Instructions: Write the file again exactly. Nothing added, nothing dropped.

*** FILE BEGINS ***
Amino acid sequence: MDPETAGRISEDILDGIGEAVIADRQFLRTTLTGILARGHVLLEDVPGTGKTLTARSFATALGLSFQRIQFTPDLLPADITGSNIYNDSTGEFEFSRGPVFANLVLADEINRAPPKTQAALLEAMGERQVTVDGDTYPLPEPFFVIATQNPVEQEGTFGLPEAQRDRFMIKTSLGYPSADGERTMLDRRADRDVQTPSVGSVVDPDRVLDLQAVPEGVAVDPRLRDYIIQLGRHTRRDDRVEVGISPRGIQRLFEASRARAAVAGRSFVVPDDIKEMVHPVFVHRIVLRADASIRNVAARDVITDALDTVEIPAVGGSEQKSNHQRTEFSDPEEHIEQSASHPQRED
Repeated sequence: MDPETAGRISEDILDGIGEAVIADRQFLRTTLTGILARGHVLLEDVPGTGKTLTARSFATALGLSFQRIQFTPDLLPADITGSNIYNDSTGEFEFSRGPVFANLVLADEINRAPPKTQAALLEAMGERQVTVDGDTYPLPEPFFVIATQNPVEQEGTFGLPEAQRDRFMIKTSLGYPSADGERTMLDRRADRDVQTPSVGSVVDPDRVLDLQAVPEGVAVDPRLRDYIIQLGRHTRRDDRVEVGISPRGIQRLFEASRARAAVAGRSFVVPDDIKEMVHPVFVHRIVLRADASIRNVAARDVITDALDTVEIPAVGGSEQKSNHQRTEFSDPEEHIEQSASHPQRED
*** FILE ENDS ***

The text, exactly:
Amino acid sequence: MDPETAGRISEDILDGIGEAVIADRQFLRTTLTGILARGHVLLEDVPGTGKTLTARSFATALGLSFQRIQFTPDLLPADITGSNIYNDSTGEFEFSRGPVFANLVLADEINRAPPKTQAALLEAMGERQVTVDGDTYPLPEPFFVIATQNPVEQEGTFGLPEAQRDRFMIKTSLGYPSADGERTMLDRRADRDVQTPSVGSVVDPDRVLDLQAVPEGVAVDPRLRDYIIQLGRHTRRDDRVEVGISPRGIQRLFEASRARAAVAGRSFVVPDDIKEMVHPVFVHRIVLRADASIRNVAARDVITDALDTVEIPAVGGSEQKSNHQRTEFSDPEEHIEQSASHPQRED
Repeated sequence: MDPETAGRISEDILDGIGEAVIADRQFLRTTLTGILARGHVLLEDVPGTGKTLTARSFATALGLSFQRIQFTPDLLPADITGSNIYNDSTGEFEFSRGPVFANLVLADEINRAPPKTQAALLEAMGERQVTVDGDTYPLPEPFFVIATQNPVEQEGTFGLPEAQRDRFMIKTSLGYPSADGERTMLDRRADRDVQTPSVGSVVDPDRVLDLQAVPEGVAVDPRLRDYIIQLGRHTRRDDRVEVGISPRGIQRLFEASRARAAVAGRSFVVPDDIKEMVHPVFVHRIVLRADASIRNVAARDVITDALDTVEIPAVGGSEQKSNHQRTEFSDPEEHIEQSASHPQRED